Backyard Gardening Grow Our Own Food House J New House

Project Grow Our Own Food: Raised Garden Bed Reveal

May 20, 2013

It took 2 wheelbarrows, 5 people, and 4 hours to move 7 yards of top soil from our driveway to the raised garden bed in our backyard….

As much as I would love to take credit for this beautiful garden, ‘J’ was definitely the project manager for this large undertaking. From doing the engineered drawings to ordering all the materials, ‘J’ spent a lot of his spare time getting this garden ready over the past month.

How Much Did it Cost?
I am going to be honest – this garden was not exactly cheap. We estimate we spent close to $500 on all the materials + all the time a labour we put into it. But, it’s a small price to pay in order to get the freshest, healthiest vegetables possible. Nothing excites me more than the idea of being able to walk out to the backyard when I need a pepper, or tomato, or some fresh herbs!

Next Steps + An “Oopsie”
With the structure built and filled, we still need to plant our seedlings, which you might remember we started back in April. After a little mishap earlier this month (exposing the plants to direct sunlight for too long – oopsie), we lost a lot of the seeds we started germinating, so Saturday morning ‘J’ and I also headed to a local, organic seedling sale to purchase some plants that didn’t germinate… peppers, cherry tomatoes, broccoli, cauliflower, dill, chives, cilantro, parsley, and asian lettuces – just to name a few.

Now that we have almost everything we need, I can’t wait to get these things planted & growing!

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16 Comments

  • Reply Casey March 5, 2014 at 4:18 am

    I'd really like to do this design for my own garden. What are the dimensions?

  • Reply Britt March 5, 2014 at 11:45 am

    Thanks for your interest Casey! The long sides are 15ft long and a little over 3ft wide. The wide connector piece at the back is 8ft wide. The sides are 24 inches tall. Hope that helps!

  • Reply Greg April 26, 2015 at 5:44 am

    The raised beds look wonderful. What kind of wood did you use?

  • Reply Donna Primeaux April 16, 2017 at 8:32 am

    I love the raised bed for gardening! I need this at home♡♡♡ I really,really,really like it!!!

    • Reply Britt Stager April 17, 2017 at 12:38 am

      Thank you so much Donna! I highly suggest raised garden beds if you have the space! 🙂

  • Reply Terry April 16, 2017 at 10:38 pm

    Are those lights on the corners? If so, why? I’d think they attract moths and other insects, which will feed on your vegetation. Otherwise, it looks great.

    • Reply Britt Stager April 17, 2017 at 12:38 am

      Hi Terry, thanks for your comments! The lights are purely decorative! They are solar powered and only light up at night. In terms of moths and insects, we’ve never really had any problems with them in this garden. I see earwigs in our lettuce once and a while, but that’s about it! 🙂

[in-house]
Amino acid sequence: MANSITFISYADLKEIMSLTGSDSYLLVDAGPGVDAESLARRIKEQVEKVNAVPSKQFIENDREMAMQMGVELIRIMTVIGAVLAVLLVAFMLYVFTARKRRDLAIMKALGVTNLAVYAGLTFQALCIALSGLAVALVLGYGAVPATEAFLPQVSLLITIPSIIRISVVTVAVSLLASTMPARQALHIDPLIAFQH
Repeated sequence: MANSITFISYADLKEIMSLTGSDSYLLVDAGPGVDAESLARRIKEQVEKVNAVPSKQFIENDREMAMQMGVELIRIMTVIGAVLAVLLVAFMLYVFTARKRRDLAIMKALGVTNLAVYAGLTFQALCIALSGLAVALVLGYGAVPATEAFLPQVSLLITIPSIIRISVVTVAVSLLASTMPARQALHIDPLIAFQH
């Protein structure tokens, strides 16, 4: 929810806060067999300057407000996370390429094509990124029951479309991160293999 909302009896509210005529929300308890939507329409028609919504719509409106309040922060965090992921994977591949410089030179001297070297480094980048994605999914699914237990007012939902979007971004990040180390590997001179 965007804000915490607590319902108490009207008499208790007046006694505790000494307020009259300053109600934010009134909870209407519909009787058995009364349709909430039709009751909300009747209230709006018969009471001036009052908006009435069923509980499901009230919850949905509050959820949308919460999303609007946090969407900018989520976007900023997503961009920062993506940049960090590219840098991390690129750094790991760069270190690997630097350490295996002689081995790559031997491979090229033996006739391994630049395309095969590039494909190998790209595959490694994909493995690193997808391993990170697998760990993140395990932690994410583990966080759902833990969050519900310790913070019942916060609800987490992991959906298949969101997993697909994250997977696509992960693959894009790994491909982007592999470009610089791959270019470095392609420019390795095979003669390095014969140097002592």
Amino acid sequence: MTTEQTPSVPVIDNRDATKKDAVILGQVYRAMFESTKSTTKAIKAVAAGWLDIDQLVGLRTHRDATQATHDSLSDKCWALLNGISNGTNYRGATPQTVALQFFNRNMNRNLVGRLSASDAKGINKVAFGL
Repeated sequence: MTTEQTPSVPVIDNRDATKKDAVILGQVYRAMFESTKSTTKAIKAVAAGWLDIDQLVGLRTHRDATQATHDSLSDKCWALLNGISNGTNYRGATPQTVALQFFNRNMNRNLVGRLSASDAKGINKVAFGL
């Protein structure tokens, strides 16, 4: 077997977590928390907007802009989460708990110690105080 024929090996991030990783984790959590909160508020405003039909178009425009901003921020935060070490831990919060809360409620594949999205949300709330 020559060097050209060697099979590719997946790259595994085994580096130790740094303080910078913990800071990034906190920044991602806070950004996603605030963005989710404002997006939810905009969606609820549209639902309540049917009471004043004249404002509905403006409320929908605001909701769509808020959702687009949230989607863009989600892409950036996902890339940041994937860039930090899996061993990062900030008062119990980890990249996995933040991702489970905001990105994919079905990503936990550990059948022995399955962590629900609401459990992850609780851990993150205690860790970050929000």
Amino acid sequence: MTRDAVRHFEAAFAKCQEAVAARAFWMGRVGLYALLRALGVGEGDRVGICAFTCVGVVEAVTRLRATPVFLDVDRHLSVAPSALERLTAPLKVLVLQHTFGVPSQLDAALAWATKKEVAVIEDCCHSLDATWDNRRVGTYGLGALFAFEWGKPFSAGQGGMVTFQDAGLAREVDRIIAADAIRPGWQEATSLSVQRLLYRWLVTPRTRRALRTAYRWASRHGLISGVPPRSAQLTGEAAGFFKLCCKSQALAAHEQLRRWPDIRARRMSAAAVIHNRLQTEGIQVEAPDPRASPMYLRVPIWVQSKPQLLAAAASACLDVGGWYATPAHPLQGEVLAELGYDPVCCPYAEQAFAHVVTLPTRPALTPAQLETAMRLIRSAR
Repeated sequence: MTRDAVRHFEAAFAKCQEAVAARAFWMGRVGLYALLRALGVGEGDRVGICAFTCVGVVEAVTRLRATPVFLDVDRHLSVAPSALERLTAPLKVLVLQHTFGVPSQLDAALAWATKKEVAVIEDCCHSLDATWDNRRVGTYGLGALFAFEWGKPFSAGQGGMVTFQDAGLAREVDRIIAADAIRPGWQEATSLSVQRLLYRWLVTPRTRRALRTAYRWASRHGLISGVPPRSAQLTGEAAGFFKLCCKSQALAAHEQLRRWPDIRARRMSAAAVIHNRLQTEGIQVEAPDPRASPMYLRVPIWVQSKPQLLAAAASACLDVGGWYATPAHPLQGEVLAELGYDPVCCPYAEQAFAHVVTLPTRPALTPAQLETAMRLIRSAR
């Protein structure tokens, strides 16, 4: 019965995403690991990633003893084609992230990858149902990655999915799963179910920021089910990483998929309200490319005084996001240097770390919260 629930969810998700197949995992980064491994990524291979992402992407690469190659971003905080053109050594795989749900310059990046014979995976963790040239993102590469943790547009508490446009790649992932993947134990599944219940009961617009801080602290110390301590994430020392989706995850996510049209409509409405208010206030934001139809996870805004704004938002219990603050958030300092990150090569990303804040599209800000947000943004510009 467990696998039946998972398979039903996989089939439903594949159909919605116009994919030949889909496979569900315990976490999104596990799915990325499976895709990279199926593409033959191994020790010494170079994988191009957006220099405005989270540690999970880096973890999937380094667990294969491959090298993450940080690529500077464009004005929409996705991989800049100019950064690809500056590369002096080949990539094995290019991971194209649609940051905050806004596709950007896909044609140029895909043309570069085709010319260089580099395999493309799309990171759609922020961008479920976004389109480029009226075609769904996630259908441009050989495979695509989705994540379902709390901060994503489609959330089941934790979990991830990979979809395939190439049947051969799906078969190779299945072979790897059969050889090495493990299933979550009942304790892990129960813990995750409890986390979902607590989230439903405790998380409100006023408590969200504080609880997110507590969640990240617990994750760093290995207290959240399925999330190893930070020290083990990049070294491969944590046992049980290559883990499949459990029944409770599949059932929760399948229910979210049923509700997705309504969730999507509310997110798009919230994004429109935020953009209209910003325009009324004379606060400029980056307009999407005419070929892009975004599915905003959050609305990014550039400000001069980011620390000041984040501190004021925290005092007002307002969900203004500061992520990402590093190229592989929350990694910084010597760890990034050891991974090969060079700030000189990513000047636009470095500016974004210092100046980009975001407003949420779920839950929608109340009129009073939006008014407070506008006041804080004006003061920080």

• Reply Judy Gilbert April 17, 2017 at 12:34 am

    My husband built two of these for me several years ago. They work great. I would suggest that besides top soil that you add significant amount of peat moss to lighten up the soil and prevent it from drying out so fast. Also, lots of manure or organic fertilizer or green crop in the off season to enrich the soil. Straight top soil gets very dense and the crops are much more bountiful with the soil additives.

    • Reply Britt Stager April 17, 2017 at 12:41 am

      Thanks so much for the tips Judy! We’ve been using a mixture of rabbit manure and spent mushroom substrate in the garden, we also have a strict watering schedule in the summer months so nothing dries out!

  • Reply Robbie April 17, 2017 at 1:13 am

    Wonderful idea! What type of wood did you use? Thanks!

    • Reply Britt Stager April 17, 2017 at 1:24 am

      Hi Robbie, the sideboards are pine and the posts are cedar. You can see how we built the garden bed here: http://bit.ly/2prwANi

  • Reply Annette April 18, 2017 at 10:48 pm

    Is the wood treated? I heard you cannot use treated wood if you are planting food

    • Reply Britt Stager April 19, 2017 at 1:58 pm

      Hi Annette, we decided to use untreated pine vs. a treated lumber because of a number of chemicals associated with the treatment process. We didn’t want these chemicals leaching into the soil and contaminating our vegetables. This is also the reason why we opted not to line the garden with a plastic liner – I was unable to source a food-grade/safe plastic that was cost effective and large enough.

  • Reply Doug April 22, 2017 at 10:06 pm

    What thickened are your boards? They look like 1x material. Another option would be to use cedar boards. They would last much longer.

    • Reply Doug April 22, 2017 at 10:07 pm

      Oops, I meant “thickness” in my last comment.

    • Reply Britt Stager April 23, 2017 at 9:57 pm

      Hi Doug, the boards are standard 2×16’s. Yes if you are looking for boards that will last much longer than pine, cedar is the better option! 🙂

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